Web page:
Research to look at immune system’s seasonal ability to fight a virus

Research to look at immune system’s seasonal ability to fight a virus
© iStock/MartinPrescott

Groundbreaking new research will be investigating the immune system’s ability to fight viruses as the seasons change.

The research will investigate if an immune system response to a virus or infectious disease, such as COVID-19, is altered by different seasons.

Findings that come from this research are going to be crucial in helping to identify the best time of year to administer vaccines, and whether vaccines should be administered at certain times of the day to increase their effectiveness.

The research will be carried out at the University of Surrey in collaboration with Columbia University.

The immune system and the seasons

To investigate the matter, researchers took blood, stool and urine samples during summer and winter solstice, as well as in the spring and autumn equinoxes. Volunteers who took part in the research stayed at the Clinical Research Centre at the University of Surrey for three days in temperature and light controlled rooms. This allowed the researchers to analyse the participants immune systems and circadian rhythms to see if they change from season to season.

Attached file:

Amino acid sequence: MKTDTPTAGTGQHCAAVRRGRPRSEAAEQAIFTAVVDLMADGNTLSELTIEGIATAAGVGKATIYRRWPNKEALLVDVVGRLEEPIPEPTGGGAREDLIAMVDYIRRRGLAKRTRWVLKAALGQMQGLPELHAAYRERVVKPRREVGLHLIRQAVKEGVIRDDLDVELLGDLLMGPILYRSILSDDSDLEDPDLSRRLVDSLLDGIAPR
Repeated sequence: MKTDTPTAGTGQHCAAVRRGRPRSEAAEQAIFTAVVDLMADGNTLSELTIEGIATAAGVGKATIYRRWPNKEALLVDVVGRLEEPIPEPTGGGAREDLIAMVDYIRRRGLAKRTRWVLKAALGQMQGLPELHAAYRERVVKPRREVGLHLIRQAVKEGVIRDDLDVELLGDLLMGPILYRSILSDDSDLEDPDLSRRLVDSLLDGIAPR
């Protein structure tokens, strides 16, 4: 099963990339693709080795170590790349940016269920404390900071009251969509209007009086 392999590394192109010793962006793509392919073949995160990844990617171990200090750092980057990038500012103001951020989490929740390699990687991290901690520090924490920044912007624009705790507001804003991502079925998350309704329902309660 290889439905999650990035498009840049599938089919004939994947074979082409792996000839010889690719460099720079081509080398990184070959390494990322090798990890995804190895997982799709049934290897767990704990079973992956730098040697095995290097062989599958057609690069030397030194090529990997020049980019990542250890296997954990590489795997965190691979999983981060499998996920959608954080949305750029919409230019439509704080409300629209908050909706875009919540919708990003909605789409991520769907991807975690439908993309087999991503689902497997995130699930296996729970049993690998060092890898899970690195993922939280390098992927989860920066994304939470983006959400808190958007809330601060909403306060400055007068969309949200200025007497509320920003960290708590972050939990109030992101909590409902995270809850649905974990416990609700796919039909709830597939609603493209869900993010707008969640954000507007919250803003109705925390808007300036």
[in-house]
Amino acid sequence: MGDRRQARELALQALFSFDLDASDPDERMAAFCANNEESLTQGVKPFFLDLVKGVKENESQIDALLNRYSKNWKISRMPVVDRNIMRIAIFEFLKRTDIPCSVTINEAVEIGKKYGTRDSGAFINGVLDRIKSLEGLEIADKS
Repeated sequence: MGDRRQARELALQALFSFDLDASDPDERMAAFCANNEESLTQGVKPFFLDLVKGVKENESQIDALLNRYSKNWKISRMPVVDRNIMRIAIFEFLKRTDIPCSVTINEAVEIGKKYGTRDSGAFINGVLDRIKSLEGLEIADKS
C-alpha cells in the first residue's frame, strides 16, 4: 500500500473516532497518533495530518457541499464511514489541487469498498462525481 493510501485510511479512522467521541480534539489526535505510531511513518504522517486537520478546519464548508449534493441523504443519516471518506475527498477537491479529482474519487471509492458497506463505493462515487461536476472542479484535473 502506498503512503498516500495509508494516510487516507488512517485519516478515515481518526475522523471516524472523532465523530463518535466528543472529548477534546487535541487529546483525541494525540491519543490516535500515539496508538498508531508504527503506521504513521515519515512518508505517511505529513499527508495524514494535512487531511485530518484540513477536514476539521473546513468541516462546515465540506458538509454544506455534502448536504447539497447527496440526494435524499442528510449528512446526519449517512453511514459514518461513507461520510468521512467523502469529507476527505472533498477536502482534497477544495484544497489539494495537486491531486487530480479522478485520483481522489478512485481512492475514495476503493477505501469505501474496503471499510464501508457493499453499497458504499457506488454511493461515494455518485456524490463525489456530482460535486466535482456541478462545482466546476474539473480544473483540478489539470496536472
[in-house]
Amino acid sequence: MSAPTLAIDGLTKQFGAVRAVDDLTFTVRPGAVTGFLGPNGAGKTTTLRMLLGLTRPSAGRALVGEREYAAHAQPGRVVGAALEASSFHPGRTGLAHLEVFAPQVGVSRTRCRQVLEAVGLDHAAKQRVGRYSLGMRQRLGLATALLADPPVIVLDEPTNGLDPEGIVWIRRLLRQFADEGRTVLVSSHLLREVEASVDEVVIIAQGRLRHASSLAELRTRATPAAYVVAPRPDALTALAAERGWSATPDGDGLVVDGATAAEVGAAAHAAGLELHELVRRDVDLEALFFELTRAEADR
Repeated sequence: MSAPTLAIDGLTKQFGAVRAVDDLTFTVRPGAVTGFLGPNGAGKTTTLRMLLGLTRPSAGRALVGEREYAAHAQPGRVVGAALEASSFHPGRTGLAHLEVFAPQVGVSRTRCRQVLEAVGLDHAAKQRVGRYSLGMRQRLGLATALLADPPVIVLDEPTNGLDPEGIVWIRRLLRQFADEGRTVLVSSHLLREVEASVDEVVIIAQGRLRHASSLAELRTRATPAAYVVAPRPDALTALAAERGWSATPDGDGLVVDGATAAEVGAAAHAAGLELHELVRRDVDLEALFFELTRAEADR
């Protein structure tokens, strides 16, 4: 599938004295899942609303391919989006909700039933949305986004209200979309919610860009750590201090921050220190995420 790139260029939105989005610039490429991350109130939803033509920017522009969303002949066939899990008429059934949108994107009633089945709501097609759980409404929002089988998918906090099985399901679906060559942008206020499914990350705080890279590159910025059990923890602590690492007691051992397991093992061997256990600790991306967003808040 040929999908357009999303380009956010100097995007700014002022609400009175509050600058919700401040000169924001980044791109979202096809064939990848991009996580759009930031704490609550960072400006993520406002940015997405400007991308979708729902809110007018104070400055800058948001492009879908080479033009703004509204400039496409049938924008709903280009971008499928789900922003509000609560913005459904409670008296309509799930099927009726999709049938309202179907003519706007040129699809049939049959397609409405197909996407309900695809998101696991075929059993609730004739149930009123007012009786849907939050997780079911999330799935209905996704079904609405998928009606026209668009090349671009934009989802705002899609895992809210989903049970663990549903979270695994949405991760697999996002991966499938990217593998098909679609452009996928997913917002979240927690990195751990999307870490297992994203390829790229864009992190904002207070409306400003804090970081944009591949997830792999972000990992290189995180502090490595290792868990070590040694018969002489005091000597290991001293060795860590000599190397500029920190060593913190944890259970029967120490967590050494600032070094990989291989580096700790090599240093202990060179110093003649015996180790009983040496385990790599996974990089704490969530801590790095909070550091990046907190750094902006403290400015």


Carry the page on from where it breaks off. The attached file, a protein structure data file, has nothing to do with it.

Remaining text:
The research is still ongoing however, initial findings show that a subset of white blood cells that play a key role in the immune system are elevated at a certain time of day. For example, B cells that produce antibodies were found to be elevated at night.

The impact of seasons on these blood cell rhythms is still under investigation.

Seasonal infections

So far, three of the four human coronaviruses that have been identified, are affected by the wintertime, and understanding how our body responds to infectious diseases throughout the seasons will help to better equip us for dealing with them.

Principal Investigator Micaela Martinez, Assistant Professor of Environmental Health Science at Columbia University, said: “Knowing the vulnerabilities of our body to diseases and viruses across the year could enhance disease surveillance and inform the timing of vaccination campaigns that will help us eradicate such infections.”

Findings from the study are expected to be published in 2020-2021.

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